I am predisposed to like the novel dealing with history and find it hard to understand why this valuable genre should be so much disdained. After all, every realistic novel is historical. But somehow describing what happened last summer at Rutgers is for our solemn writers a serious subject while to re-create Alexander the Great is simply frivolous. Incidentally, I am here concerned only with the traditional novel as practiced by Updike, Roth, Styron, Malamud, Taylor and Erskine Caldwell as well as by the ten writers under review. I leave for another and graver occasion the matter of high literature and its signs.
In The Persian Boy Miss Renault presents us with Alexander at the height of his glory as seen through the eyes of the young eunuch Bagoas. Miss Renault is good at projecting herself and us into strange cultures. With ease she becomes her narrator Bagoas; the book is told in the first person (a device not invented by Robert Graves as innocent commentators like to tell us but a classroom exercise going back more than two millennia: write as if you were Alexander the Great addressing your troops before Tyre). Bagoas’s father is murdered by political enemies; the boy is enslaved; castrated; rented out as a whore by his first master. Because of his beauty he ends up in the bed of the Great King of Persia Darius. Alexander conquers Persia; sets fire to Persepolis. The Great King is killed by his own people and Bagoas is presented by one of the murderers to Alexander who, according to historical account, never took advantage sexually of those he captured. Bagoas falls in love with the conqueror and, finally, seduces him. The love affair continues happily to the end although there is constant jealousy on Bagoas’s side because of Alexander’s permanent attachment to his boyhood friend Hephaestion, not to mention the wives he picks up en route.
The effect of the book is phantasmagoric. Marvelous cities, strange landscapes, colliding cultures, and at the center the golden conqueror of the earth as he drives on and on past the endurance of his men, past his own strength. Today when a revulsion against war is normal, the usual commercialite would be inclined to depict Alexander as a Fag Villain Killer, but in a note Miss Renault makes the point: “It needs to be borne in mind today that not till more than a century later did a handful of philosophers even start to question the morality of war.” Alexander was doing what he thought a man in his place ought to do. The world was there to be conquered.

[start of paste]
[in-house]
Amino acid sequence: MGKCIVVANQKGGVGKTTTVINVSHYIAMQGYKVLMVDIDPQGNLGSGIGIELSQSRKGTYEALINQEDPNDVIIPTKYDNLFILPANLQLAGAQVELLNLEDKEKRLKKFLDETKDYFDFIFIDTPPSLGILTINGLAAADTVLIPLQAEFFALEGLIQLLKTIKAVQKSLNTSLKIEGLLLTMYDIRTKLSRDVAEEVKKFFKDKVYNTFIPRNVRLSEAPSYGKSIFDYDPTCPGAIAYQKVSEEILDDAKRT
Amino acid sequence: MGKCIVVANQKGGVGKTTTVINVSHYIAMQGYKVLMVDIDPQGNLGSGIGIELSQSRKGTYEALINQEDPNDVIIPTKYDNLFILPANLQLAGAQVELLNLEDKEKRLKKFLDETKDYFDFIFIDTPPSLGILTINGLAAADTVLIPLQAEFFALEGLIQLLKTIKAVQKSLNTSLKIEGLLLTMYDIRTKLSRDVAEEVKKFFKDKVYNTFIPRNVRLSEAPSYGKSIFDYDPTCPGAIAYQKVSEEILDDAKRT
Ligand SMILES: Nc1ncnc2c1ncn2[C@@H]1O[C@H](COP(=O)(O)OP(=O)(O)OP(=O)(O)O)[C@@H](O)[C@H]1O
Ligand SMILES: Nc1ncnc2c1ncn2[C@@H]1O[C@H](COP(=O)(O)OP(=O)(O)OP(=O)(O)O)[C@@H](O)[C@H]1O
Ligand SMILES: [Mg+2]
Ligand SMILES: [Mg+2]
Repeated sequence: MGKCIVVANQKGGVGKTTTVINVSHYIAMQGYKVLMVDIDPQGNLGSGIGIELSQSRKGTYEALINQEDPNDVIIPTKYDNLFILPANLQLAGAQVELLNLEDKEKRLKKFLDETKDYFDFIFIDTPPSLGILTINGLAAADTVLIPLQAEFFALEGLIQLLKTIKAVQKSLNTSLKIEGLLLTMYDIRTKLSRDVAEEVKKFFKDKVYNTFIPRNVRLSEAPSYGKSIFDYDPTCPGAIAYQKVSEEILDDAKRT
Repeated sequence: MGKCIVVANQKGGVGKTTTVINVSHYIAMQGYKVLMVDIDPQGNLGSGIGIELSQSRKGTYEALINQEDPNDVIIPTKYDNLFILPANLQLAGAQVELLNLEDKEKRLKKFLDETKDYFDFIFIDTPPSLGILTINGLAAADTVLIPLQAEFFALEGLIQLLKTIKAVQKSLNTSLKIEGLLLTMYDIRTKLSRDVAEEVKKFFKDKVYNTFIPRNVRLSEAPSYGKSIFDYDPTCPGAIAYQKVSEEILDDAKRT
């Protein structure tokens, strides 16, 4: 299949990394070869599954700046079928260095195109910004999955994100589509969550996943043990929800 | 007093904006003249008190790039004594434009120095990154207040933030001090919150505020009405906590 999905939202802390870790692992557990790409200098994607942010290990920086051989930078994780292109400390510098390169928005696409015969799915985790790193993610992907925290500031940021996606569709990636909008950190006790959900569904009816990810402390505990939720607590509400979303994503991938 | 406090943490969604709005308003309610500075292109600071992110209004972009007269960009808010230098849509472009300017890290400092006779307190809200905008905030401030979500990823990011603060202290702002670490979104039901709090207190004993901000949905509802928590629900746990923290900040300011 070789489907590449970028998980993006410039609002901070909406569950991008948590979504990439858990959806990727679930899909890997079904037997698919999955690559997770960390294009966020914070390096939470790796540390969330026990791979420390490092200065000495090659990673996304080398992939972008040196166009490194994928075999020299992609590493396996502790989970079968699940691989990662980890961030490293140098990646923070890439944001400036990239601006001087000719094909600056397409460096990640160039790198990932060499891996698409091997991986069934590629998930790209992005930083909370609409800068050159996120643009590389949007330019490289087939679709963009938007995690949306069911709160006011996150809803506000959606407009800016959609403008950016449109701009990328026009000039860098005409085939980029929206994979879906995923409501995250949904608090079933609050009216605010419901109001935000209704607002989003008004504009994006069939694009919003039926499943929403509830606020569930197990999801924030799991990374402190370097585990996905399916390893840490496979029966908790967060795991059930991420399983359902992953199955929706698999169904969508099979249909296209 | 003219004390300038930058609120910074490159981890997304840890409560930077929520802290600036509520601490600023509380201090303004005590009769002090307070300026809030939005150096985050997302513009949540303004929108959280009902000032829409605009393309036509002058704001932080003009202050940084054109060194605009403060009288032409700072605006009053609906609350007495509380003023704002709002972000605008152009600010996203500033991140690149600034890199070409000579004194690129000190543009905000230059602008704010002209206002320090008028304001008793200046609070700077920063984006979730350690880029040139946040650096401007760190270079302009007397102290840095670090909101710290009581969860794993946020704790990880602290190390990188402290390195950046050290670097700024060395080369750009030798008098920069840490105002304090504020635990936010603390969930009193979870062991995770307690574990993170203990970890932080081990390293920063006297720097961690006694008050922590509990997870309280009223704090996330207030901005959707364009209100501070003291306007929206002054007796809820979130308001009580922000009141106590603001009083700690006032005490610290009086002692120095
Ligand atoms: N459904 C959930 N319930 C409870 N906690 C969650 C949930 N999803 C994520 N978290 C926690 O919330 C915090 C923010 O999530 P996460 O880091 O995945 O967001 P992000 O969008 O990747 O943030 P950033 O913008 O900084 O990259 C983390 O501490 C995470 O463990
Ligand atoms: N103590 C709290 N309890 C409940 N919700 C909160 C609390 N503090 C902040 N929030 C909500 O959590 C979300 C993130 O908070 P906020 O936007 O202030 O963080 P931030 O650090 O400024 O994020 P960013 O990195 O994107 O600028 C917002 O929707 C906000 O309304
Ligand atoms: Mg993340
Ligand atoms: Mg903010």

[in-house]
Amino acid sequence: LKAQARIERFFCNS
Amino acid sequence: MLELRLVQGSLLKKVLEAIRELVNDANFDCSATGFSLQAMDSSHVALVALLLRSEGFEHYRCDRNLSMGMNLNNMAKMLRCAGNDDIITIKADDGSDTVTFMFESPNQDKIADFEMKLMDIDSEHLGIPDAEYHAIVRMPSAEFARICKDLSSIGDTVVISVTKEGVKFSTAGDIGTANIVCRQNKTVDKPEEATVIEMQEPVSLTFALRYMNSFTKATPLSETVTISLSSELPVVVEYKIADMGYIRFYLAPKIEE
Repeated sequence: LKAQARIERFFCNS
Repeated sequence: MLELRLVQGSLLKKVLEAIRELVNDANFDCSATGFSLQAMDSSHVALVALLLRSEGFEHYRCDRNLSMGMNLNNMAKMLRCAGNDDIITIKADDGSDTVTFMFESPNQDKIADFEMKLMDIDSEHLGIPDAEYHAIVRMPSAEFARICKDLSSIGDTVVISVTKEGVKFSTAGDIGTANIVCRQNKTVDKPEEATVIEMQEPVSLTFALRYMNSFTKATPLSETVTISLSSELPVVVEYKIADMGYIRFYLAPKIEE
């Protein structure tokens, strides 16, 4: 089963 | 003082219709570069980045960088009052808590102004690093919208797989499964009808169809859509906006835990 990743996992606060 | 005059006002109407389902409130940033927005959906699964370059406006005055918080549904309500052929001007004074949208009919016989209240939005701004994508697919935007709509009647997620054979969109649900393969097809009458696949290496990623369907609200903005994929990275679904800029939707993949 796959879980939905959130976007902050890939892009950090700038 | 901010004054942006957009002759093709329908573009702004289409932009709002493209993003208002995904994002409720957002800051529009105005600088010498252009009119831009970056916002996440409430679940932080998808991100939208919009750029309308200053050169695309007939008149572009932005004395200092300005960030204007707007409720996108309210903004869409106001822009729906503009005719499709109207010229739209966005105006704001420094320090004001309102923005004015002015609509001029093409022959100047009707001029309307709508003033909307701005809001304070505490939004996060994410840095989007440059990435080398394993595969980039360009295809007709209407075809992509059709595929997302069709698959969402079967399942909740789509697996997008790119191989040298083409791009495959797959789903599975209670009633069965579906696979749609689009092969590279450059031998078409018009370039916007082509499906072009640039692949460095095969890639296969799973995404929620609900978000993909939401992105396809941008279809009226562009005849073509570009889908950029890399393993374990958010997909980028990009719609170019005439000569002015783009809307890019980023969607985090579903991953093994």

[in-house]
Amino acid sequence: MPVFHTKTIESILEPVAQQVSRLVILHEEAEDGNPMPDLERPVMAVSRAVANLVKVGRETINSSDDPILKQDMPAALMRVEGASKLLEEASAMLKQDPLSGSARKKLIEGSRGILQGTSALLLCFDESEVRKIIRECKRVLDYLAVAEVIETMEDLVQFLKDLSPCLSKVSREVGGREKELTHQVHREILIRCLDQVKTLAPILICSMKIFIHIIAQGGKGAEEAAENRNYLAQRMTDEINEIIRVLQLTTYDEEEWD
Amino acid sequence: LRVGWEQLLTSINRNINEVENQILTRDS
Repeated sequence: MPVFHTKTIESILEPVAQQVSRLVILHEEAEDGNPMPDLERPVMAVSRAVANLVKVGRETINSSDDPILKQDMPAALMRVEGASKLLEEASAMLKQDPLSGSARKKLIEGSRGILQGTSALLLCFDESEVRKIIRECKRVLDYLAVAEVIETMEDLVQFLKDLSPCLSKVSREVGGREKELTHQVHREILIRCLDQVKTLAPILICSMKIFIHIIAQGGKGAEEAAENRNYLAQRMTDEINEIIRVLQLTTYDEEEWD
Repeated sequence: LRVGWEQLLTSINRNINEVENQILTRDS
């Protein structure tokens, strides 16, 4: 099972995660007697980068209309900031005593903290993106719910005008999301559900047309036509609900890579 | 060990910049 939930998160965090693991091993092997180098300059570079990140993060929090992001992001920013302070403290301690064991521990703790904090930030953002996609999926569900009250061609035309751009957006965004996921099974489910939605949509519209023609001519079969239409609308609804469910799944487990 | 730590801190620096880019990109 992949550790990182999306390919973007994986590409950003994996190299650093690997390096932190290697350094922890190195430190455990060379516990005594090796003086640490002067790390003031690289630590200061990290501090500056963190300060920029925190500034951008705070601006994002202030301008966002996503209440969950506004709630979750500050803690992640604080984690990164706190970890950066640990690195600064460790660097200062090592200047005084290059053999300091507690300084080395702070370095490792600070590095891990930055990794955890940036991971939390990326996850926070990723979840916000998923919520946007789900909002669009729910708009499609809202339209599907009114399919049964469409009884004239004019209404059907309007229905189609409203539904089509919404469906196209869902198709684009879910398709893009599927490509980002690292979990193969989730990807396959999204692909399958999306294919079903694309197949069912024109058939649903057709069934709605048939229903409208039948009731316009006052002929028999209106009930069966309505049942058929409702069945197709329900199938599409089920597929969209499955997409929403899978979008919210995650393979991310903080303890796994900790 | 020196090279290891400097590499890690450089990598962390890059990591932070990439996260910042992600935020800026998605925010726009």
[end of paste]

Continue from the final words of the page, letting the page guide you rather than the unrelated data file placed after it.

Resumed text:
The device of observing the conquerer entirely through the eyes of an Oriental is excellent and rather novel. We are able to see the Macedonian troops as they appeared to the Persians: crude gangsters smashing to bits an old and subtle culture they cannot understand, rather like Americans in Asia. But, finally, hubris is the theme; and the fire returns to heaven. I am not at all certain that what we have here is the “right” Alexander but right or not, Miss Renault has drawn the portrait of someone who seems real yet unlike anyone else, and that divinity the commercialites are forever trying for in their leaden works really does gleam from time to time in the pages of this nice invention.
August 1914 has already been dealt with at sympathetic but cautious length in these pages, and I shall touch on it only as it relates to other bestsellers. As a fiction the novel is not as well managed as Mr. Wouk’s Winds of War. I daresay as an expression of one man’s indomitable spirit in a tyrannous society we must honor the author Fortunately the Nobel Prize is designed for just such a purpose. Certainly it is seldom bestowed for literary merit, if it were, Nabokov and not the noble engineer Solzhenitsyn would have received it the year the Swedes were in a Scythian mood.
Solzhenitsyn is rooted most ambitiously in literature as well as in films. Tolstoy appears on page three and Tolstoy hangs over the work like a mushroom cloud. In a sense the novel is to be taken as a dialogue between the creator of War and Peace and Solzhenitsyn; with the engineer opposing Tolstoy’s view of history as a series of great tides in which the actions of individuals matter not at all. I’m on Solzhenitsyn’s side in this debate but cannot get much worked up over his long and wearisome account of Russian military bungling at the beginning of the First World War. The characters are impossible to keep straight, though perhaps future volumes will clarify things. Like Winds of War, this is the first of a series.
The book begins with dawn on the Caucasus, towering “so vast above petty human creation, so elemental….” The word “vast” is repeated in the next paragraph to get us in the mood for a superspectacle. Then we learn that one of the characters has actually met Tolstoy, and their meeting is recalled on page seventeen. ” ‘What is the aim of man’s life on earth?’ ” asks the young man. Tolstoy’s reply is prompt: ” ‘To serve good and thereby to build the Kingdom of Heaven on earth.’ ” How? ” ‘Only through love! Nothing else. No one will discover anything better.’ ” This is bestseller writing with a vengeance.